Certification is also expensive and often inaccessible to forests managed by smaller non-industrial owners, communities, and indigenous groups, despite these being inherently more sustainable than the large state and industrial operations that dominate certified forest area in most parts of the world.

They should be questioned as to the other methods they are using to ensure due diligence

Sustainable design step 5, plywood chairs arranged in rows

So how should designers, manufacturers and consumers go about finding sustainable wood suppliers? For designers and manufacturers, it is important to build a dialogue with a trusted supplier. If the only assurance given is certification, they should be questioned on the wider environmental policy and the other methods used to ensure due diligence and compliance with laws like the EU Timber Regulation, US Lacey Act, and Japan Clean Wood Act. Ask about their engagement in efforts to develop Timber Legality Assurance Systems or the Forest Law Enforcement and Governance (FLEG) initiatives, now operating in many supply regions of the world.

Care must also be taken when choosing species and grades of wood. As all to often, designers request the highest grade of timber, without realising forests produce very little of this. There is also a tendency to choose the same species over and over again. For example, there is such a strong preference for oak in European furniture products that pressure is mounting on the forest resource, whilst other, much more readily available species are overlooked and remain under-utilised. Designers and manufacturers need to be sympathetic to the forest, choosing under-used species and incorporating lower grades of wood into designs.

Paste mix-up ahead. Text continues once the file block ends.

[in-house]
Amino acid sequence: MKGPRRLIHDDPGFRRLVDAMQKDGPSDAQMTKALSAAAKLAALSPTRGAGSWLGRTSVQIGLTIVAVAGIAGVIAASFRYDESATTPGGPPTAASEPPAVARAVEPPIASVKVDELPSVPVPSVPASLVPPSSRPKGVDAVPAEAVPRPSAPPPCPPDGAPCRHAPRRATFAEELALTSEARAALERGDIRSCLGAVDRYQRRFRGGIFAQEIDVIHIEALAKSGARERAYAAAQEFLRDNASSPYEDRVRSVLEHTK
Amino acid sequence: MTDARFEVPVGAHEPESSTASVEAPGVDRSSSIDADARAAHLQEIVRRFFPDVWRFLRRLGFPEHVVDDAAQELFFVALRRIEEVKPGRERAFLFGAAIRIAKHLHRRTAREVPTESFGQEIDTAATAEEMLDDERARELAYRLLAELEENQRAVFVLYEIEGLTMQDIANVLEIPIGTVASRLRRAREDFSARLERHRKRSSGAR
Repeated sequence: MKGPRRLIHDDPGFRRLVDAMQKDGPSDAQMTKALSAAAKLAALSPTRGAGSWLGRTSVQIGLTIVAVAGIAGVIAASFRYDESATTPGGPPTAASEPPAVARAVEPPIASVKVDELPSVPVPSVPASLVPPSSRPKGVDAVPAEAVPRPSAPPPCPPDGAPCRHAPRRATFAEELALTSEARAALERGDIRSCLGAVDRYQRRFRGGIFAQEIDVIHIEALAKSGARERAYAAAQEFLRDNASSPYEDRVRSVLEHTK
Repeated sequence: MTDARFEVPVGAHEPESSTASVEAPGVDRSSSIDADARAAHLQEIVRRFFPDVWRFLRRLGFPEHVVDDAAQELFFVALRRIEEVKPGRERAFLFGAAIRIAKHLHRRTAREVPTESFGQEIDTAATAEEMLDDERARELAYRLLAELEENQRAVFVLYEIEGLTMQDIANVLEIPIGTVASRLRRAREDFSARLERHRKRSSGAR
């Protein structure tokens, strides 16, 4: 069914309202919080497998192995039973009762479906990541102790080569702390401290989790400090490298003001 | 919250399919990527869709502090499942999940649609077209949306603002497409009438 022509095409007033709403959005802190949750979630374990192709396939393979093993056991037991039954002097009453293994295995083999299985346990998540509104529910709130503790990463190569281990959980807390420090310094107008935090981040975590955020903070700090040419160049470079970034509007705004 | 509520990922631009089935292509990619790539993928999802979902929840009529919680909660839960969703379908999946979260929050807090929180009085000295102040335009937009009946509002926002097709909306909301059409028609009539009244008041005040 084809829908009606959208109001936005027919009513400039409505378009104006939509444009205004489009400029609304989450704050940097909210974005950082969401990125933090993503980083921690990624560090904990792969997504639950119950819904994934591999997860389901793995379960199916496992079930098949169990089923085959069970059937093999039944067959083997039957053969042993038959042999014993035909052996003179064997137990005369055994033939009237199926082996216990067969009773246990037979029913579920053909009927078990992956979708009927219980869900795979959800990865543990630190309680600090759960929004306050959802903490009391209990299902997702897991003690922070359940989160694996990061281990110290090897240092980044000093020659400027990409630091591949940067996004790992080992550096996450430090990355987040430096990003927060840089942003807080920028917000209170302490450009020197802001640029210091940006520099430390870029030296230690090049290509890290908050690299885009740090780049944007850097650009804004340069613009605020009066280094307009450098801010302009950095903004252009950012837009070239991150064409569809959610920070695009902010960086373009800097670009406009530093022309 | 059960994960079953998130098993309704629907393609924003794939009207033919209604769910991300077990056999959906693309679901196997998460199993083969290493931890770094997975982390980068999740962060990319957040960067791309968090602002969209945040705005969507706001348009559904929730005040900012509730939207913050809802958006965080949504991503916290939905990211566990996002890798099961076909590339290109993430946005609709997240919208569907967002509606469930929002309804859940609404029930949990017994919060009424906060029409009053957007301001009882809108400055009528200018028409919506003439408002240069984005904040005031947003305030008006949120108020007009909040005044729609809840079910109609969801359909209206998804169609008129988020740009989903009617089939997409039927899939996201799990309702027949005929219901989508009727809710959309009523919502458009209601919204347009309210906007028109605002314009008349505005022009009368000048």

For consumers, see if the company has a procurement policy outlining how they ensure their products are from known sustainable sources. Make a point of questioning retailers on the sources and environmental impacts of the materials and suppliers they are using. Retailers that genuinely care about their impact on the environment should know the answers. Another option is to buy second hand to maximise the lifespan of a wood product and help ensure the carbon remains locked in the product for longer.

  1. Oliver, R., 2017, ‘Telling the Whole Story: The Environmental Life cycle of American Hardwoods’, American Hardwood Export Council [Online][]
  2. Block, J., 2020, ‘Designers “deeply worried” as pandemic slows move away from single-use plastics’, Dezeen, 19 June [Online] []
  3. Earthsight, 2020, ‘Flatpacked Forests’, Earthsight, 23 June [Online][]
  4. Conniff, R., 2018, ‘Greenwashed Timber: How Sustainable Forest Certification has Failed’, Yale Environment 360, 20 February [Online][]
  5. Environmental Investigation Agency, 2017, ‘PEFC: A Fig Leaf for Stolen Timber’, Environmental Investigation Agency, 5 June [Online][]
  6. Earthsight, 2017, ‘Choice Cuts: how European & US BBQs are fuelled by a hidden deforestation crisis in South America’, Earthsight, 5 July [Online][]